A hat tip to Professor Moorthy for sending us links to newly available videos of the inimitable Richard Feynmann delivering those lectures. The videos are available at the following links:
Youtube version and Microsoft site.

Here's what mathematician Terry Tao has to say about the videos:

Seven videotaped lectures from 1964 by Richard Feynman given in Cornell, on “The Character of Physical Law“, have recently been put online (by Microsoft Research, through the purchase of these lectures from the Feynman estate by Bill Gates, as described in this interview with Gates), with a number of multimedia enhancements (external links, subtitles, etc.). These lectures, intended for a general audience, broadly cover the same type of material that is in his famous lectures on physics.

I have just finished the first lecture, describing the history and impact of the law of gravitation as a model example of a physical law; I had of course known of Feynman’s reputation as an outstandingly clear, passionate, and entertaining lecturer, but it is quite something else to see that lecturing style directly. The lectures are each about an hour long, but I recommend setting aside the time to view at least one of them, both for the substance of the lecture and for the presentation. His introduction to the first lecture is surprisingly poetic....

[Update, July 15: Of particular interest to mathematicians is his second lecture "The relation of mathematics and physics". He draws several important contrasts between the reasoning of physics and the axiomatic reasoning of formal, settled mathematics, of the type found in textbooks; but it is quite striking to me that the reasoning of unsettled mathematics - recent fields in which the precise axioms and theoretical framework has not yet been fully formalised and standardised - matches Feynman's description of physical reasoning in many ways. I suspect that Feynman's impressions of mathematics as performed by mathematicians in 1964 may differ a little from the way mathematics is performed today.]

Wednesday, July 1, 2009

Leonard Mlodinow on probability blindspots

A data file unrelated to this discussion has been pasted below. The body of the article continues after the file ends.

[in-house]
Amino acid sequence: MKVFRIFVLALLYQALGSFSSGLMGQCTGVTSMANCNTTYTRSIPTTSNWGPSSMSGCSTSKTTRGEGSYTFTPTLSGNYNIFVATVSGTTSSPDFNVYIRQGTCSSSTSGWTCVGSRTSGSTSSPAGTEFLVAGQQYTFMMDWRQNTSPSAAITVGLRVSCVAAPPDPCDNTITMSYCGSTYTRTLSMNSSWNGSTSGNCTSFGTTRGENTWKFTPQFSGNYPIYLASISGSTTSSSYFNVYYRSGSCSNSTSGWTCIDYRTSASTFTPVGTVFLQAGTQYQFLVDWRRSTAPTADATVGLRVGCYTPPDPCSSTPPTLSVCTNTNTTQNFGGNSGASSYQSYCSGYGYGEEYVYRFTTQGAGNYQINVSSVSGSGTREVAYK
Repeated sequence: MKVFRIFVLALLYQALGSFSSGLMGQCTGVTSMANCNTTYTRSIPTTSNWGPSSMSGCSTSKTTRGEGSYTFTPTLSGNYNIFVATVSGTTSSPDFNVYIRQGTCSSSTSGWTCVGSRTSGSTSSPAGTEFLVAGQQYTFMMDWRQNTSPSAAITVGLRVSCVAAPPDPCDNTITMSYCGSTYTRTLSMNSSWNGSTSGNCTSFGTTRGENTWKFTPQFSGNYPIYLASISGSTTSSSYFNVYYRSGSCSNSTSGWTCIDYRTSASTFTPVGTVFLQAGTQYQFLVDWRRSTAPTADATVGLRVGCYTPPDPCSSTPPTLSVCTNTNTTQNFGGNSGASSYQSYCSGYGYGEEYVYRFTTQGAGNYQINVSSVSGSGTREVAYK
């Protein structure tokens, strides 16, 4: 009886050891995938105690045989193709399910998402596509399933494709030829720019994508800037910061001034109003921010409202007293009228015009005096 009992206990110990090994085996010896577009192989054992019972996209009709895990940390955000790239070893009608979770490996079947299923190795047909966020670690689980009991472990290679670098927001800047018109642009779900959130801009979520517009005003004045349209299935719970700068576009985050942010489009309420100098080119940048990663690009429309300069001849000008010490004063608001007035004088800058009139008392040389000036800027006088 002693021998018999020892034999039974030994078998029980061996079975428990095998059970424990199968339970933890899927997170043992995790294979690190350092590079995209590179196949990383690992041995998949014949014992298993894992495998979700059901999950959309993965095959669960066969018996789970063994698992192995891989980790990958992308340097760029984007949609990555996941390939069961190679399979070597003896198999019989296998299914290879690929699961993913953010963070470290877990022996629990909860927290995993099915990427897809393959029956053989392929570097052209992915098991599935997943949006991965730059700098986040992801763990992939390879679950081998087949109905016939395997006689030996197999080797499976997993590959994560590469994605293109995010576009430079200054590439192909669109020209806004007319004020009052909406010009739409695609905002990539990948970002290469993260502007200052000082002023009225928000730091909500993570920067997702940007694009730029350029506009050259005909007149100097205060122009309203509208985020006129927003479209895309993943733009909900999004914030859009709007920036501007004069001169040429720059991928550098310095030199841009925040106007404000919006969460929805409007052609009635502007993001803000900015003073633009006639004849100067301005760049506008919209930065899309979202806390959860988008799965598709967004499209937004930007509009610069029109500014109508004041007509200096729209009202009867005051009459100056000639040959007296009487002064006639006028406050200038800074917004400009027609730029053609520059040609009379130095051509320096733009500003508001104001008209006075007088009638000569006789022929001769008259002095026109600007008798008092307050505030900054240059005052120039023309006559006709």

In 2002, psychologist Daniel Kahneman won a Nobel Prize in Economics for work that pointed out that human beings often have problems reasoning through real world problems involving probabilities.

Caltech physicist Leonard Mlodinow has written a fascinating and clearly written new book, The Drunkard's Walk: How Randomness Rules Our Lives, with many beautiful examples illustrating common logical fallacies. You can learn a good deal in a very enjoyable way by reading his book. You might want to start out by watching a talk he gave about his book to Google employees. (See the video above.)

As Mlodinow points out, probability blind spots can cause seriously bad decisions in many domains. Many professionals, including physicians, judges, and investors, make errors in reasoning through situations involving probabilities. (Sadly, it appears that medical schools and law schools don't teach much about probability. Business schools DO teach about probabilities, but it's not clear how much actually sinks in.) I personally think the answer is that students need to grow up thinking hard and deeply about probability. The habits of thinking correctly about probabilistic calculations need to be ingrained deeply in all of us long before we become jurors or adult patients, let alone judges or physicians.

There is a growing consensus about the need for a really sound mathematical education in probability and statistics. Harvey Mudd math professor Art Benjamin makes a good case for it in his TED Talk video below:

Hat tip: Richard Rusczyk